Monday, October 12, 2009


Introducing my most recent creation:

Main Entry: oc·to·el·a·font·i·corn -aka- Monster#2
Pronunciation: \octo-el-a-font-i-corn\
Function: noun
Inflected Form(s): plural octoelafonticorns also octoelafonticorn

My newest project is
 making monsters for my niece to give her on each birthday. This handsome fellow was for her first birthday (the other monster in the second to last picture, "Monster #1" was for her literal birth day).

The creation of this guy
required me to make my own pattern, a first for me. Much harder than I expected, and I ended up making a test Octoelafonticorn to see where I needed to revise the pattern, or change fabric types. Monster#1 was hand-sewn and created organically; I did not create a pattern for him before starting. While he came out alright in the end, I decided that I would approach the next monster a little more logically, and arm myself with a sewing machine as well.

Currently, I am working on simplifying the pattern so I can produce a limited run of Octoelafonticorns to sell on Etsy at an affordable price. Or that is the plan, anyways. 

Friday, June 12, 2009

self portrait

I did a self portrait of sorts for my friend Donta's blog, david crockett destroys and thought I'd post the guts on here.

I like animals and creepy crawlies more than my face, so that was the basic theme of it. From conception to finish it took around ten hours, eight of which were digitally coloring it in.

Really, I was itching to do a watercolor, having found my missing 12-color set only to realize why it had gone missing in the first place. I hate them! They are fine when my palette consists of simple variations of the limited colors in the box (giraffes!), but trying to mix them is a bear and.. oh, I just got frustrated. So I took a p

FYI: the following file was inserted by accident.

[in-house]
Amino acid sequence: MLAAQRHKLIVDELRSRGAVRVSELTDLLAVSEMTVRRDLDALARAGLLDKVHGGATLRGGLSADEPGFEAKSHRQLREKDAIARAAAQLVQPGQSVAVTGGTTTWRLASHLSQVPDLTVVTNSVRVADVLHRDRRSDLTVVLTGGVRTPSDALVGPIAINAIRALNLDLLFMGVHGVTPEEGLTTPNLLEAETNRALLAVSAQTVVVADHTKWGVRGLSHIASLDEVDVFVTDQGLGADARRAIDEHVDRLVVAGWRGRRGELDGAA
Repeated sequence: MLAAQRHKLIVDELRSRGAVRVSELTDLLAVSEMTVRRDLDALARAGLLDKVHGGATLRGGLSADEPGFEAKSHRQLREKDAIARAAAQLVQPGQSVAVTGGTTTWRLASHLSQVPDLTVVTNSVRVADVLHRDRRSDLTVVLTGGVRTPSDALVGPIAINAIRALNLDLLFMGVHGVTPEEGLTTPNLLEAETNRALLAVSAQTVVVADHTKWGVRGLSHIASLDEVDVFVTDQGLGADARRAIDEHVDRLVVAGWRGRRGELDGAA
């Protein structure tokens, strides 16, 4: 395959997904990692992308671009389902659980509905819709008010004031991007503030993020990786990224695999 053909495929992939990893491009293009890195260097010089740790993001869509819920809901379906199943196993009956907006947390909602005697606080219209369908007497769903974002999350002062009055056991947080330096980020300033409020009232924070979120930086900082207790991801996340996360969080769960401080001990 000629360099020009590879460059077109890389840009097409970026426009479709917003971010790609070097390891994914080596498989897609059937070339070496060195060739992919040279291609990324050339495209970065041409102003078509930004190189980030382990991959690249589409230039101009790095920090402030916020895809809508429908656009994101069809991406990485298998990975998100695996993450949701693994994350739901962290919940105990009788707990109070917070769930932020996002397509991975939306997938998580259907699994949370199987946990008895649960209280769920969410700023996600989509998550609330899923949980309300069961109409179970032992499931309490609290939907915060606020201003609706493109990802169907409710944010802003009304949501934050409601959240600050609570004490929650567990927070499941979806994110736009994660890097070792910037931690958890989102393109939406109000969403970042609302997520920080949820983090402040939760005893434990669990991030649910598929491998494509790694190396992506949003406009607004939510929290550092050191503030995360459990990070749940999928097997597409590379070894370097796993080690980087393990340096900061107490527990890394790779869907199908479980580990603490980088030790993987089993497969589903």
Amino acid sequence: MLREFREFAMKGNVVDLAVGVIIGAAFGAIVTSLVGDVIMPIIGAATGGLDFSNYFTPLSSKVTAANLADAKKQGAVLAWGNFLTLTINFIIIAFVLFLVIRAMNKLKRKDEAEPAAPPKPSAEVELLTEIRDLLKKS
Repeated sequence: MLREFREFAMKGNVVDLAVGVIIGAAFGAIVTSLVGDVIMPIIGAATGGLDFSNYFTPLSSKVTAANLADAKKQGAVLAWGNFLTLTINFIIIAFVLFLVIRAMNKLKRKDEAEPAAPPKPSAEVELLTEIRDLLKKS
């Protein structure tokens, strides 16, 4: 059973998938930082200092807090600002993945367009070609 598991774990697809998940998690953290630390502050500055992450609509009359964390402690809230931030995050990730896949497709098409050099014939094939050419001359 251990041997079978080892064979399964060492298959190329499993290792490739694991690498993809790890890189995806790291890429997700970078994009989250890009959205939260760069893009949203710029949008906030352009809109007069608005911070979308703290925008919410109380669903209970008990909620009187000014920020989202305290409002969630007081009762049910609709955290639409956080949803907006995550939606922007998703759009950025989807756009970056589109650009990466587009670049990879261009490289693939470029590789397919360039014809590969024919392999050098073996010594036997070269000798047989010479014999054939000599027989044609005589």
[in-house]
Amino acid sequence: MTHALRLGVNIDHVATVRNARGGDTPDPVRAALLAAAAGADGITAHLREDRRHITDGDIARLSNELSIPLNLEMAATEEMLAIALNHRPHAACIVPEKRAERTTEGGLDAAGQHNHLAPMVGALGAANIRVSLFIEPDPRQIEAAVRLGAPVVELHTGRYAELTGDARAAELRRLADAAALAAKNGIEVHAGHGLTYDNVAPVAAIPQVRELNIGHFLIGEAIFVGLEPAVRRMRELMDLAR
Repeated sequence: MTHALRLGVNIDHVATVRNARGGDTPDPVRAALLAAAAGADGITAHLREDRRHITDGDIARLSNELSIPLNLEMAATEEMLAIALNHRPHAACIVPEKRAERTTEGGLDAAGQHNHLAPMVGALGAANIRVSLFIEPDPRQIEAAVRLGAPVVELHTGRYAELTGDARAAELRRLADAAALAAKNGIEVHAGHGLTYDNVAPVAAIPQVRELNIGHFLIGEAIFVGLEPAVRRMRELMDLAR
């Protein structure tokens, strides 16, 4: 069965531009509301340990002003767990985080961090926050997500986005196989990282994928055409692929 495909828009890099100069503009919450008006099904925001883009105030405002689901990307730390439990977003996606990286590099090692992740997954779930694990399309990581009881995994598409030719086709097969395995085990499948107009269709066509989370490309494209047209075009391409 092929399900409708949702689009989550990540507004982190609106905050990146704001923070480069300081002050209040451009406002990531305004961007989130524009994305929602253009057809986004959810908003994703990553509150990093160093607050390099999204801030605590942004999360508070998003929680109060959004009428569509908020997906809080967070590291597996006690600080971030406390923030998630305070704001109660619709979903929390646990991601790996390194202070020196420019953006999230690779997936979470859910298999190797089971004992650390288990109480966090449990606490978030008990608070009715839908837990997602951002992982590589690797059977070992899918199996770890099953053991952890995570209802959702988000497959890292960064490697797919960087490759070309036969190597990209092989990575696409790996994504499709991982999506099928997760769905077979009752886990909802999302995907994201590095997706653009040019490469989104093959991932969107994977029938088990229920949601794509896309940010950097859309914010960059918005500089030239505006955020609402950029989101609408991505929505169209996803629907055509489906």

hoto of the watercolor abortion and uploaded it to Photoshop so I could use my man's Wacom monitor and stylus pen to color it in. Viola!

Here are my references:
The rough draft (this is was the base I colored over in Photoshop):
And the final result:
I enjoy the convenience of digitally coloring. Not so much the lack of mess (I like making messes), but the fact that I can change a gesture or position of something drastically without having to start over. That if I make a stray stroke, Ctrl + z fixes it with no trace of the mistake. The downside to digital coloring is that everyone's monitor is different and therefore see it differently. That happens with digital reproductions of art as well, but at least there is an original in a museum somewhere showing it's true hues.